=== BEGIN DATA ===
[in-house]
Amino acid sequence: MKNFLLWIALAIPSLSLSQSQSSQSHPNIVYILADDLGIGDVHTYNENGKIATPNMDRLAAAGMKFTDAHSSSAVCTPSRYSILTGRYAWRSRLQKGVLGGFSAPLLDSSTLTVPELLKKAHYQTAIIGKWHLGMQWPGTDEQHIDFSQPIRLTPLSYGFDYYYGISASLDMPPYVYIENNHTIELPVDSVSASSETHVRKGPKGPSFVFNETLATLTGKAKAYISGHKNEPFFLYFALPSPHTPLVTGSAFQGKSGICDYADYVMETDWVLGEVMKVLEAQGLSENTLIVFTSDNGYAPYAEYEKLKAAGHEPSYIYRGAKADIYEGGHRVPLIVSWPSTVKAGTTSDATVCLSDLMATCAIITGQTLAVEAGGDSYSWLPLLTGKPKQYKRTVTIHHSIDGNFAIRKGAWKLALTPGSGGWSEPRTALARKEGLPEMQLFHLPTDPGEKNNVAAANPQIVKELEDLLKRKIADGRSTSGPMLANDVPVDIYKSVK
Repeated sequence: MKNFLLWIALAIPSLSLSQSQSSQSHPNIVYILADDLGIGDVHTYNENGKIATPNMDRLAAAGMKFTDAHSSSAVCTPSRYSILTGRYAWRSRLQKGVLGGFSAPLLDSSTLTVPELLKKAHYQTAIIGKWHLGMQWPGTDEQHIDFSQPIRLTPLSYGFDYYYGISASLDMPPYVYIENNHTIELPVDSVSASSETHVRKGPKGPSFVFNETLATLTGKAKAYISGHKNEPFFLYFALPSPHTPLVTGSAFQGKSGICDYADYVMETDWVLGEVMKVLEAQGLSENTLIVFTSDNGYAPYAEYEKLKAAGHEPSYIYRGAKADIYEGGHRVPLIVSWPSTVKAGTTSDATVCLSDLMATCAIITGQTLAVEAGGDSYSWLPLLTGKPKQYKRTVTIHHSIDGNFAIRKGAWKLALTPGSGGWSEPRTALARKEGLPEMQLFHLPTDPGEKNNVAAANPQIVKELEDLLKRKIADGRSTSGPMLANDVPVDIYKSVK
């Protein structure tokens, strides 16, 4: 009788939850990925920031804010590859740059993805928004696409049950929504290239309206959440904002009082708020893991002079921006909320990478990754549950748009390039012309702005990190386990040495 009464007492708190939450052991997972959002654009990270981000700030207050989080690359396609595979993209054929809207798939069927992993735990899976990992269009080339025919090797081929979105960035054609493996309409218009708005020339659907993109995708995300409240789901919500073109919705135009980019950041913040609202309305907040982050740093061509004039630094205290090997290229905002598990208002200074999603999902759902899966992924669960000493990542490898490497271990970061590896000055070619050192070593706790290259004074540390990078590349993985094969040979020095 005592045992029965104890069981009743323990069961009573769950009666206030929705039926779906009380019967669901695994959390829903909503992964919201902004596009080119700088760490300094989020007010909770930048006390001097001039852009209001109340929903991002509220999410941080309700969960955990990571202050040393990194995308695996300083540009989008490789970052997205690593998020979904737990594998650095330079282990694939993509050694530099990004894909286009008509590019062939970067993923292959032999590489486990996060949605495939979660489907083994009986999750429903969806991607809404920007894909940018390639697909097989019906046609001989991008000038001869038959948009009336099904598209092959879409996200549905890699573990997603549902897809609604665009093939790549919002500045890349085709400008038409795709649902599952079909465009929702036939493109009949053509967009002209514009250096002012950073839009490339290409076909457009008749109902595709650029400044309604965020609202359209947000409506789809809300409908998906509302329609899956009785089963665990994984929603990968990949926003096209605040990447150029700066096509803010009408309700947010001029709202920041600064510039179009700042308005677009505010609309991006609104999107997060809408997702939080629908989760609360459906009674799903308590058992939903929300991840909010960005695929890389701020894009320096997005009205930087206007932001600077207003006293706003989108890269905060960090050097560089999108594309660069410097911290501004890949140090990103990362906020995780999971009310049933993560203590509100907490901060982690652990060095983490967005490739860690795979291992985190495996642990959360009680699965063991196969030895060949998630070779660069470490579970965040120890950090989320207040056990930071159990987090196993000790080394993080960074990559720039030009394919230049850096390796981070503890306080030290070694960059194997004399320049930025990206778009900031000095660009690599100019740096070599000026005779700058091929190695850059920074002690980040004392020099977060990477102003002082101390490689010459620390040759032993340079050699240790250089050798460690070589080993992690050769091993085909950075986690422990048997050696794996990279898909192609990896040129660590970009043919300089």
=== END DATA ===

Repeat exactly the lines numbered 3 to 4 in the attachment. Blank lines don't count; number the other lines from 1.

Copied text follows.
Repeated sequence: MKNFLLWIALAIPSLSLSQSQSSQSHPNIVYILADDLGIGDVHTYNENGKIATPNMDRLAAAGMKFTDAHSSSAVCTPSRYSILTGRYAWRSRLQKGVLGGFSAPLLDSSTLTVPELLKKAHYQTAIIGKWHLGMQWPGTDEQHIDFSQPIRLTPLSYGFDYYYGISASLDMPPYVYIENNHTIELPVDSVSASSETHVRKGPKGPSFVFNETLATLTGKAKAYISGHKNEPFFLYFALPSPHTPLVTGSAFQGKSGICDYADYVMETDWVLGEVMKVLEAQGLSENTLIVFTSDNGYAPYAEYEKLKAAGHEPSYIYRGAKADIYEGGHRVPLIVSWPSTVKAGTTSDATVCLSDLMATCAIITGQTLAVEAGGDSYSWLPLLTGKPKQYKRTVTIHHSIDGNFAIRKGAWKLALTPGSGGWSEPRTALARKEGLPEMQLFHLPTDPGEKNNVAAANPQIVKELEDLLKRKIADGRSTSGPMLANDVPVDIYKSVK
């Protein structure tokens, strides 16, 4: 009788939850990925920031804010590859740059993805928004696409049950929504290239309206959440904002009082708020893991002079921006909320990478990754549950748009390039012309702005990190386990040495 009464007492708190939450052991997972959002654009990270981000700030207050989080690359396609595979993209054929809207798939069927992993735990899976990992269009080339025919090797081929979105960035054609493996309409218009708005020339659907993109995708995300409240789901919500073109919705135009980019950041913040609202309305907040982050740093061509004039630094205290090997290229905002598990208002200074999603999902759902899966992924669960000493990542490898490497271990970061590896000055070619050192070593706790290259004074540390990078590349993985094969040979020095 005592045992029965104890069981009743323990069961009573769950009666206030929705039926779906009380019967669901695994959390829903909503992964919201902004596009080119700088760490300094989020007010909770930048006390001097001039852009209001109340929903991002509220999410941080309700969960955990990571202050040393990194995308695996300083540009989008490789970052997205690593998020979904737990594998650095330079282990694939993509050694530099990004894909286009008509590019062939970067993923292959032999590489486990996060949605495939979660489907083994009986999750429903969806991607809404920007894909940018390639697909097989019906046609001989991008000038001869038959948009009336099904598209092959879409996200549905890699573990997603549902897809609604665009093939790549919002500045890349085709400008038409795709649902599952079909465009929702036939493109009949053509967009002209514009250096002012950073839009490339290409076909457009008749109902595709650029400044309604965020609202359209947000409506789809809300409908998906509302329609899956009785089963665990994984929603990968990949926003096209605040990447150029700066096509803010009408309700947010001029709202920041600064510039179009700042308005677009505010609309991006609104999107997060809408997702939080629908989760609360459906009674799903308590058992939903929300991840909010960005695929890389701020894009320096997005009205930087206007932001600077207003006293706003989108890269905060960090050097560089999108594309660069410097911290501004890949140090990103990362906020995780999971009310049933993560203590509100907490901060982690652990060095983490967005490739860690795979291992985190495996642990959360009680699965063991196969030895060949998630070779660069470490579970965040120890950090989320207040056990930071159990987090196993000790080394993080960074990559720039030009394919230049850096390796981070503890306080030290070694960059194997004399320049930025990206778009900031000095660009690599100019740096070599000026005779700058091929190695850059920074002690980040004392020099977060990477102003002082101390490689010459620390040759032993340079050699240790250089050798460690070589080993992690050769091993085909950075986690422990048997050696794996990279898909192609990896040129660590970009043919300089």